The most obvious sign that we are in northern Michigan is the presence of fudge shops – lots of fudge shops. It appears that this shop is stocking up for the 4th of July week-end.

I resisted, although Lynn and Gary confessed to indulging in something decedent and very tasty. I am convinced, however, that I gained about a half a pound smelling the wonderful aroma coming through the door that was propped open to the morning breeze.

I really enjoyed meandering through the gift shops looking for things that I normally don’t shop for. I only bought a few little things but was reminded that this is a shopping area with a short season evidenced by their simple way of writing up an order. No fancy technology here – the clerk is getting my change from a small metal money box under the counter.

_DSC0034

As my purchase was being bagged the clerk said that if I liked cookies I should go to the next corner, turn right and cross the street. And of course we did.

We bought enough to split one now and another later, and some to share with our friends. The ones with chocolate were the best, but I didn’t need to tell you that.

Our friends were exploring somewhere that Hemingway is said to have frequented when he visited upper Michigan. While they were doing that, I was admiring a bronze statue of Hemingway that was for sale in front of an art gallery. The owner of this gallery had an eye for talent that resonated with my taste. Fate intervened to require that our credit card be cancelled and a new one issued the day before we left and Jim had the single other card we have as backup. Sometimes life just works out like it should.

_DSC0020

Funny how certain tiny events can evoke big and beautiful memories. We had crossed over to the shady side of the street and I had sat down on a bench to enjoy being who I am in that moment in time. As we sat, two boys passed in front of us, one a little older was striding with purpose, with a dollar bill in his hand. The second boy was younger, full of excitement, and bouncing down the street sideways. I overheard the younger ask if maybe they could get some ice cream at the general store that was their destination. The older replied with the authority of age that they would have to check the price.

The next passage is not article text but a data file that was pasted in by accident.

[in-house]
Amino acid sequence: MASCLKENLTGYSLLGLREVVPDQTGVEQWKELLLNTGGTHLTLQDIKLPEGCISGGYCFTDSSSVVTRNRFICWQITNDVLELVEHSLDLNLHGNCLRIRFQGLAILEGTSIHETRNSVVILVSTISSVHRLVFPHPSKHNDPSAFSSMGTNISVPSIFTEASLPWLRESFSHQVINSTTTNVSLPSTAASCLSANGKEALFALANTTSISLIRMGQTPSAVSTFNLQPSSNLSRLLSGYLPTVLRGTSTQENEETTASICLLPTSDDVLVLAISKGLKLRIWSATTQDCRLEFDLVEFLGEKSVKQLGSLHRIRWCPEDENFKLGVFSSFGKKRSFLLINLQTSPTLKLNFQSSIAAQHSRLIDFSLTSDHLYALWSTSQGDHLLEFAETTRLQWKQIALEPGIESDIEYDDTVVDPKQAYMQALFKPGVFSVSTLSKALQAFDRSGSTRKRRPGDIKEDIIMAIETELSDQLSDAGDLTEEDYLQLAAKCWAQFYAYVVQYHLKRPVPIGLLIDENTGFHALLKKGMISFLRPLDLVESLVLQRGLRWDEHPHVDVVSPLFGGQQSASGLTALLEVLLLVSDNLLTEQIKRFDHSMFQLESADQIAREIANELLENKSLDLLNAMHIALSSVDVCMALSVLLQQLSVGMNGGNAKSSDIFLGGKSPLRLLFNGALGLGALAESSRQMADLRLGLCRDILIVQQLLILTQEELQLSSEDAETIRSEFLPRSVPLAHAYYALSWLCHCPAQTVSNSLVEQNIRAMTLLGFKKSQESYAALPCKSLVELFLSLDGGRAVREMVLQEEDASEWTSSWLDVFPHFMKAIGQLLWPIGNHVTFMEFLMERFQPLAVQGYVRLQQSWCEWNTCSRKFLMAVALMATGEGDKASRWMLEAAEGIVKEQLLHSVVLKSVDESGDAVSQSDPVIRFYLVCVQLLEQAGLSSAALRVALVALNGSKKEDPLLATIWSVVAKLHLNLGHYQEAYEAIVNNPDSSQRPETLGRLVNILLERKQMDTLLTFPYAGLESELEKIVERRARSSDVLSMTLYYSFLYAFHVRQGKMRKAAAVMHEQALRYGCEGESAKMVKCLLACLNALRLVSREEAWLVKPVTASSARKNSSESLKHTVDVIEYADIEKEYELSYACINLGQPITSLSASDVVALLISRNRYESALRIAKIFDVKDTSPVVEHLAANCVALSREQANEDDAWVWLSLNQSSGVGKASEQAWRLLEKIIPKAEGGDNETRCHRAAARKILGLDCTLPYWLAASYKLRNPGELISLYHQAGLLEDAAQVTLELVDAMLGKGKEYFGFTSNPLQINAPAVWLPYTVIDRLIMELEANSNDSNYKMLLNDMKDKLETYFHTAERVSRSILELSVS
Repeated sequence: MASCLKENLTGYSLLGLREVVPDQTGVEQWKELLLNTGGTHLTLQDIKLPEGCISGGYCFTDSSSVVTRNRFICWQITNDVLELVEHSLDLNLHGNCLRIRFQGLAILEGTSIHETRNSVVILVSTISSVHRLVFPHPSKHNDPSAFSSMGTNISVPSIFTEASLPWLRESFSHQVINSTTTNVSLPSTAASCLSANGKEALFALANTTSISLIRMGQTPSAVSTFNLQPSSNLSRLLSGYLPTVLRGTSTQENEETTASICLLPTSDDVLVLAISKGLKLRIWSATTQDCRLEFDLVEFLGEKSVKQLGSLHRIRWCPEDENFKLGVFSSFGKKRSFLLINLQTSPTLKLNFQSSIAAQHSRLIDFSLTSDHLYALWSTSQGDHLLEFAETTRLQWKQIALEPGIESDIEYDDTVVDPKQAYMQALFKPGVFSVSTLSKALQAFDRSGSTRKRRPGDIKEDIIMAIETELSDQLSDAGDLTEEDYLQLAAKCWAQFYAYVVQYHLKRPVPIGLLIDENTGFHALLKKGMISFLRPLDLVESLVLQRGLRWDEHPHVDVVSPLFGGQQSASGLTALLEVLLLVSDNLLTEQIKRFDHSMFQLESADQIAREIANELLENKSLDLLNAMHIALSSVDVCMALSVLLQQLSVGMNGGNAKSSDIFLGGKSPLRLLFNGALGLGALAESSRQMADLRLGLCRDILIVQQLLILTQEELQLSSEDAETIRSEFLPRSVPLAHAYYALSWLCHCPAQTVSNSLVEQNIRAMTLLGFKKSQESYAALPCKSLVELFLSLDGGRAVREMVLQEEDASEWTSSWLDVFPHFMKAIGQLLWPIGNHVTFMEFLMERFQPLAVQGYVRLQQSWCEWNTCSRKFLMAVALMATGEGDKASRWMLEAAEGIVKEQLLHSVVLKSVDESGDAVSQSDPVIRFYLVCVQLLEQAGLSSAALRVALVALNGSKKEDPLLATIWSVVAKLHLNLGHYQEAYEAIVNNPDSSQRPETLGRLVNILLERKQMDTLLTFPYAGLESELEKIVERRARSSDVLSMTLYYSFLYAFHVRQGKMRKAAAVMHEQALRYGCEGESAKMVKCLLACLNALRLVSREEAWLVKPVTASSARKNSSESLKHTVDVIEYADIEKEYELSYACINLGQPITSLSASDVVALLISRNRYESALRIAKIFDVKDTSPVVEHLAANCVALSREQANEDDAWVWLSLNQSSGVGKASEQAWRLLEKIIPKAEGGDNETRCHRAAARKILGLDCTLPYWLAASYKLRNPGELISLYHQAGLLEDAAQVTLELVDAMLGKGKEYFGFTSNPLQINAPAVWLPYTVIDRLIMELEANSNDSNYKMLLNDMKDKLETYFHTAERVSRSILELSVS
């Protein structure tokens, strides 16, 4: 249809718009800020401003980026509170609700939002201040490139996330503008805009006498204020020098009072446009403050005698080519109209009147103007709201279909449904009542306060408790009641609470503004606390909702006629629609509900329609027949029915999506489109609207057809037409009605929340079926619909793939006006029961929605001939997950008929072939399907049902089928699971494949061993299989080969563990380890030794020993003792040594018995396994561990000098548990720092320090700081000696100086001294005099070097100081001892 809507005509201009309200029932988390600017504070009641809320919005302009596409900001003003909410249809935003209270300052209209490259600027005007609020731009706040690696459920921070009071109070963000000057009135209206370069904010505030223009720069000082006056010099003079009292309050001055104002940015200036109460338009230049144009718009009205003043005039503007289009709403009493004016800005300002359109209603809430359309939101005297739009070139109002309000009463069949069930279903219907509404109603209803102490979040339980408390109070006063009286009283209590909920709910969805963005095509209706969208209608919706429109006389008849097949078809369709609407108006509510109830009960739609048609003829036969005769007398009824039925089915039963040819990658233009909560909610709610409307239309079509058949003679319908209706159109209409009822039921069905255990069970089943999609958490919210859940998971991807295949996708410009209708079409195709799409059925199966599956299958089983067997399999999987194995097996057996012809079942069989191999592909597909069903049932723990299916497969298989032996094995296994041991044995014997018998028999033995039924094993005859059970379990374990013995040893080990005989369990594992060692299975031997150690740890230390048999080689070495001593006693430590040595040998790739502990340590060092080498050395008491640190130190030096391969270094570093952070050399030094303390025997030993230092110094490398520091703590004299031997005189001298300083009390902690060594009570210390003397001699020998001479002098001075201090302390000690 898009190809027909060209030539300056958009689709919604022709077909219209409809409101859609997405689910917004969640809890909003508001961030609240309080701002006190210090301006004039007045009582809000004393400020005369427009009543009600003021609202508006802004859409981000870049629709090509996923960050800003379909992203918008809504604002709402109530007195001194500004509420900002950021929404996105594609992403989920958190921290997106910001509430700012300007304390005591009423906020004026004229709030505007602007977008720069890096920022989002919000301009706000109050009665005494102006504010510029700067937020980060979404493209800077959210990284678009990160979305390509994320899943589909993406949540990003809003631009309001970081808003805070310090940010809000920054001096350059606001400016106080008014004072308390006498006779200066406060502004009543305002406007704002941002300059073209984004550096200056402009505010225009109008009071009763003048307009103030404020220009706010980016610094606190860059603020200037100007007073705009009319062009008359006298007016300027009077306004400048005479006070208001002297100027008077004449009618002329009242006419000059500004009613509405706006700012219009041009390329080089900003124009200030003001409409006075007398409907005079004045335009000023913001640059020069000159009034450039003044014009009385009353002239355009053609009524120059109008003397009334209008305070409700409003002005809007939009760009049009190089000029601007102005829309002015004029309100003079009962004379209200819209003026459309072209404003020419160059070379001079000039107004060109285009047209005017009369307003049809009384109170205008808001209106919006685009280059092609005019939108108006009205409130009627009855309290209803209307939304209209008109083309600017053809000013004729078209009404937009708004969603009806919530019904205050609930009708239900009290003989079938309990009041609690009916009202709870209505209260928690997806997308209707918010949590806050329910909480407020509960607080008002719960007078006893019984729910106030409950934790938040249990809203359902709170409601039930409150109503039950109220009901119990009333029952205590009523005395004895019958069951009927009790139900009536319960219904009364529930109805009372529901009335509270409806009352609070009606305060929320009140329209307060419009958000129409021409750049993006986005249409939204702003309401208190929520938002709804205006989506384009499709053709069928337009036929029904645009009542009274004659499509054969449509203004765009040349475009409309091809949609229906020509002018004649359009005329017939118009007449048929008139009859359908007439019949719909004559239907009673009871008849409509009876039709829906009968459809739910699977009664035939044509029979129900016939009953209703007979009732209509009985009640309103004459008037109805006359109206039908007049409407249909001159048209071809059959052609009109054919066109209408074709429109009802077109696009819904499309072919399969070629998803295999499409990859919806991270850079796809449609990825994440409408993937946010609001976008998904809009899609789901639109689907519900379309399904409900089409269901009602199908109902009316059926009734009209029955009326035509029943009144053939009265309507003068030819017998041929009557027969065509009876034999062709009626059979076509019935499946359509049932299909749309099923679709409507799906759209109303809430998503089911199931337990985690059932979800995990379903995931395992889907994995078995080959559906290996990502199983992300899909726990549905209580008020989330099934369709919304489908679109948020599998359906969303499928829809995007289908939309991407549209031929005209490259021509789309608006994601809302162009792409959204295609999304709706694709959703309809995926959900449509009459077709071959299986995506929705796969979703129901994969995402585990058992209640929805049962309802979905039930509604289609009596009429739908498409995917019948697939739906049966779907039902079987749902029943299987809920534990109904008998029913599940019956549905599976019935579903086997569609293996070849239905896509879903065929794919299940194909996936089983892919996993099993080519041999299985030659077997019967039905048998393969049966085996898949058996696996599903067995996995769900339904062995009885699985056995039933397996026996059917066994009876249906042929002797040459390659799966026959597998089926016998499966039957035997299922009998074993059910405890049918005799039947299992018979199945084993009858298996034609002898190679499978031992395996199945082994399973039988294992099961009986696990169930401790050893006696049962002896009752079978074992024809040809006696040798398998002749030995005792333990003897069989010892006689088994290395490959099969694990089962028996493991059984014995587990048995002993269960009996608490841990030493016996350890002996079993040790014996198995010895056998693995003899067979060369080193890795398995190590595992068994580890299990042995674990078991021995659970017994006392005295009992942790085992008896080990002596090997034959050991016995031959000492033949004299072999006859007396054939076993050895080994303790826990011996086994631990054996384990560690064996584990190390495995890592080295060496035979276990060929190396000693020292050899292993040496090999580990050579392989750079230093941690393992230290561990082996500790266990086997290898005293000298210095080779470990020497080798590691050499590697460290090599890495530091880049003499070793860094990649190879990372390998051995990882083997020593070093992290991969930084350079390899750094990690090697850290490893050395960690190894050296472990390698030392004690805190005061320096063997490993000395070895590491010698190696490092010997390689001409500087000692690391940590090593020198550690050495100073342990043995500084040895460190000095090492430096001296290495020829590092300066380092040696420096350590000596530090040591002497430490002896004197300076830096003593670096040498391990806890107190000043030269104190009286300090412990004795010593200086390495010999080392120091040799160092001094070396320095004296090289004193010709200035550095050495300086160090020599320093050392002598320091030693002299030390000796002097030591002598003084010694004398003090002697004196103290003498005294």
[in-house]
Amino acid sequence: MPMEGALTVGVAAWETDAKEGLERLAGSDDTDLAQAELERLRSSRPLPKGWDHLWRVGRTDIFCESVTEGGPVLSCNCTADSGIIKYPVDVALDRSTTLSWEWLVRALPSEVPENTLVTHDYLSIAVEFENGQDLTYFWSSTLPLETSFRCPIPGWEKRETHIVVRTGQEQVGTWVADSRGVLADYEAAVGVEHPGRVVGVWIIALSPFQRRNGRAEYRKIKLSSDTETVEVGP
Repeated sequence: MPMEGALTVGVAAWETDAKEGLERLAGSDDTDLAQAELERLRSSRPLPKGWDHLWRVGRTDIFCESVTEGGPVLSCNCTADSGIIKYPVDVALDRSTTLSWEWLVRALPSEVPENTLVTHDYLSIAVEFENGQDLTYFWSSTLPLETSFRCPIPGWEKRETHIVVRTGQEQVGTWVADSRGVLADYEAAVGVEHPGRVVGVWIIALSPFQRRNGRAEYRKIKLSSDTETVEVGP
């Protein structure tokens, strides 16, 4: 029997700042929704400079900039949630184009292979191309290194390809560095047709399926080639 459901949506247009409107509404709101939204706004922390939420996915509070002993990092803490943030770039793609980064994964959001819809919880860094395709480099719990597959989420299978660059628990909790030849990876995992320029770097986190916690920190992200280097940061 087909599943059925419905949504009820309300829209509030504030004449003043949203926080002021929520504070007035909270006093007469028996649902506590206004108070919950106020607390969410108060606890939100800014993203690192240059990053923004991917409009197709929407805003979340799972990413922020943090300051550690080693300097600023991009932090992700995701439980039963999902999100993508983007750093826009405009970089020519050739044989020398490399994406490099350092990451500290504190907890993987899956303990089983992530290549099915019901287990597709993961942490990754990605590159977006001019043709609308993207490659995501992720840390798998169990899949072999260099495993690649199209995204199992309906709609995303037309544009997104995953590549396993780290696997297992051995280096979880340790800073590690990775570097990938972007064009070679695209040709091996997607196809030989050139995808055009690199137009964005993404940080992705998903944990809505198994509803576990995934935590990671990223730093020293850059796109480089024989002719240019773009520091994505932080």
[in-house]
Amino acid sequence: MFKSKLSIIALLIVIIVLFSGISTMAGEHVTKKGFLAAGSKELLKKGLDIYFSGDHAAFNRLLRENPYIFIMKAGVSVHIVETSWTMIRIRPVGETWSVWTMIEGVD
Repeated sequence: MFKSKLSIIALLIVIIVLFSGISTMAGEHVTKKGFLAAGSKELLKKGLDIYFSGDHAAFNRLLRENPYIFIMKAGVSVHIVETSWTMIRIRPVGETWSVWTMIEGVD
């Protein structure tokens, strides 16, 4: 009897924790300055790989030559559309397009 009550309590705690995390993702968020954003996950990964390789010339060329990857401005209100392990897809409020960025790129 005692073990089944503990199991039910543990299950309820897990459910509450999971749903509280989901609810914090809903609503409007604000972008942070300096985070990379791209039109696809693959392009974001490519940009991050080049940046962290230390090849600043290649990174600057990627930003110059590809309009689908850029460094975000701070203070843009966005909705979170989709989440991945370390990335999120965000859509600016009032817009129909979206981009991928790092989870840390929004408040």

_DSC0048

Those boys were me 60-some years ago. I remember the power of having money in my hand, especially money I had earned, heading for the corner market to make my decisions about what penny candy to buy – without adult supervision. I remember hopping along beside an older cousin I trusted and admired as we went down the street to the dry cleaners that also sold stamps for our stamp collections. Yes I remember this summer day from the being of a child, from the being of a young mother responsible for the fun and earned privileges of her children. And best of all, I experienced this summer day from the being of an old person with time and money to spend for small pleasures.

What was the best part of your day?

_DSC0043